(Source: Frei Betto, Brazilian liberation theologian and Dominican friar; translation: Novena)

I learned with Christianity, dear George Floyd, that the blood spilled by the martyrs waters the earth and produces fruit in abundance. From here in Brazil, in the south of the world, where a genocide is taking place because of the government’s negligence in the face of the COVID-19 pandemic, I thank God for the gift of your life. Your sacrifice was not in vain.

As your 8-year-old daughter Gianna declared, “My Daddy changed the world”.

Beaten, you rose; humiliated, you grew; murdered, you live forever in the memory of all of us who cry out in anger “Enough” with racism.

Before you, millions of black women and men were enslaved, raped, colonised and segregated, considered despicable, inferior, foul beings. Not even the blood of Zumbi dos Palmares and Martin Luther King, cruelly murdered like you, was enough to silence the racists, reduce the extreme violence of the American police and convince families, schools and governments to adopt effective education against prejudice and discrimination.

Now, George, your pain gives courage. The world’s streets are flooded with protests that provoke us to be intolerant of bigots. Crying out in public for rights and respect is more important than maintaining social distancing to save lives. Jesus rightly said that “for those who want to save their life will lose it, and those who lose their life for my sake will find it” (Matthew 16:25).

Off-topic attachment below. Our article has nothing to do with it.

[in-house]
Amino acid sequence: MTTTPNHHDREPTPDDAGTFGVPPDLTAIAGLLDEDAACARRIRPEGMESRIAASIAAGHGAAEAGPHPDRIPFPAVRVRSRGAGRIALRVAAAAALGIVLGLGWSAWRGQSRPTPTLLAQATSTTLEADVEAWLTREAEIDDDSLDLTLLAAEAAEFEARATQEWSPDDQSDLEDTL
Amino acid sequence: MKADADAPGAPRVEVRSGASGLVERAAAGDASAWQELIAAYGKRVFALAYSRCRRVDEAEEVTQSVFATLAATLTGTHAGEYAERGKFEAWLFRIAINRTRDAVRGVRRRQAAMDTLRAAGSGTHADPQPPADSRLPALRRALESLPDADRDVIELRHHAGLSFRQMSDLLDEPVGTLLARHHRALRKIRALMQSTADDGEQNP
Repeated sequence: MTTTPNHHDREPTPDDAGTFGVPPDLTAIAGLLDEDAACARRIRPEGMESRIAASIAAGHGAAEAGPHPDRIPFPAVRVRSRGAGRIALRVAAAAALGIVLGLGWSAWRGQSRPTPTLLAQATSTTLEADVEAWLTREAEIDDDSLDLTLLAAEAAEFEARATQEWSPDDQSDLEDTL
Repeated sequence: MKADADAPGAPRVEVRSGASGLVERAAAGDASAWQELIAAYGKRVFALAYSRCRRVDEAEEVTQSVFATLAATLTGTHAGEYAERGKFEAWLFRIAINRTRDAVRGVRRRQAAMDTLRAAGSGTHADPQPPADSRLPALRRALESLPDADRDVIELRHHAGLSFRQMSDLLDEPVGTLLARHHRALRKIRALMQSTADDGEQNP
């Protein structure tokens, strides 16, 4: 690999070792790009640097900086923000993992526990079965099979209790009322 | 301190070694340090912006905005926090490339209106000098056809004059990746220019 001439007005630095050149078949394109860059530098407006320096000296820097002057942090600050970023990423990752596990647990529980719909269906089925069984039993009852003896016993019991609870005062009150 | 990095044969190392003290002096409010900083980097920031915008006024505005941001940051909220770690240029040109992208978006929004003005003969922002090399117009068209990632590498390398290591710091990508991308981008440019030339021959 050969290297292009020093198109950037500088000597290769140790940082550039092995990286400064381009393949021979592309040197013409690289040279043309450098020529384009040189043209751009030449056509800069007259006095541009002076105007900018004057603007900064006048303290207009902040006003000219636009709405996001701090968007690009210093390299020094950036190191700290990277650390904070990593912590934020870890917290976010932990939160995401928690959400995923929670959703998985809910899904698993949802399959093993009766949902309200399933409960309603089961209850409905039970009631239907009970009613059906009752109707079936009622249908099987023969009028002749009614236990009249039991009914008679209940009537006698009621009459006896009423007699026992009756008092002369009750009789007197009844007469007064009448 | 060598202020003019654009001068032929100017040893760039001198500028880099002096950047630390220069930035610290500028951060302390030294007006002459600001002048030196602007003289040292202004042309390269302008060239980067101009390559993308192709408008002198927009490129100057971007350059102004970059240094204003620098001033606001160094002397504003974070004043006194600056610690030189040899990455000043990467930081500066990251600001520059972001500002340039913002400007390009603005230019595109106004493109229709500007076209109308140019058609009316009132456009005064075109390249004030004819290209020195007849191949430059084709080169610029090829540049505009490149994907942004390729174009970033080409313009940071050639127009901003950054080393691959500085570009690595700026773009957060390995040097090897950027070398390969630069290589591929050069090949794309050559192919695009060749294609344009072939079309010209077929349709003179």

Even in our parliaments, George, politicians take a knee in protest and observe 8.56 minutes of silence in reverence of your memory.

May God forbid that any other knee should kneel on the neck of a black man, an indigenous person, a refugee or an outcast.

I thank you, George, because your sacrifice forces governments to insist less on law enforcement and more on social policies. Now police academies are beginning to review their curricula to introduce classes in ethics, human rights [and] respect when dealing with suspects.

You didn’t choose to be poor and have to work miracles to survive. Nobody chooses that. You were made poor by the system that transforms universal rights like health and education into commodities available only to those who can afford them. Others are left to live a precarious life. Many, uneducated, end up in jails, or for lack of access to health services are prematurely condemned to cemeteries, as is now the case with the pandemic.

Your daughter is right. Your death will change the world. But not as much as we would like.

There will still be white supremacists, hardened racists and even blacks who make apologies for slavery and hate black movements, described as “accursed scum” by Sérgio Camargo, unworthy president of the Palmares Foundation, the main Brazilian institution for the preservation of black consciousness.

Now, George, thanks to you, these people know that, as Chico Buarque sings, “leave my heart in peace / for it is a pot full of sorrow / and any lack of attention / please, don’t / can be the last straw”.

More on Novena on the legacy of George Floyd:

Council for World Mission calls on Christians to “rise up” against “pandemic” of racial injustice

Vincentian Family condemns “very serious sin” of racism, “the complete opposite of faith”

No justice, no peace: Why Catholics fight against institutionalised violence

Opinion: “How can we not see the relationship between how we treat others, the violence of our consumption and our colonial heritage?”

George Floyd’s “I can’t breathe” an expression of the “cry of the poor”, Cardinal Turkson denounces

World Council of Churches expresses “revulsion” at George Floyd murder, demands “full accountability”


PhD in ancient Jewish/Christian history and philosophy. University ethics lecturer with 4 years' experience in religion journalism.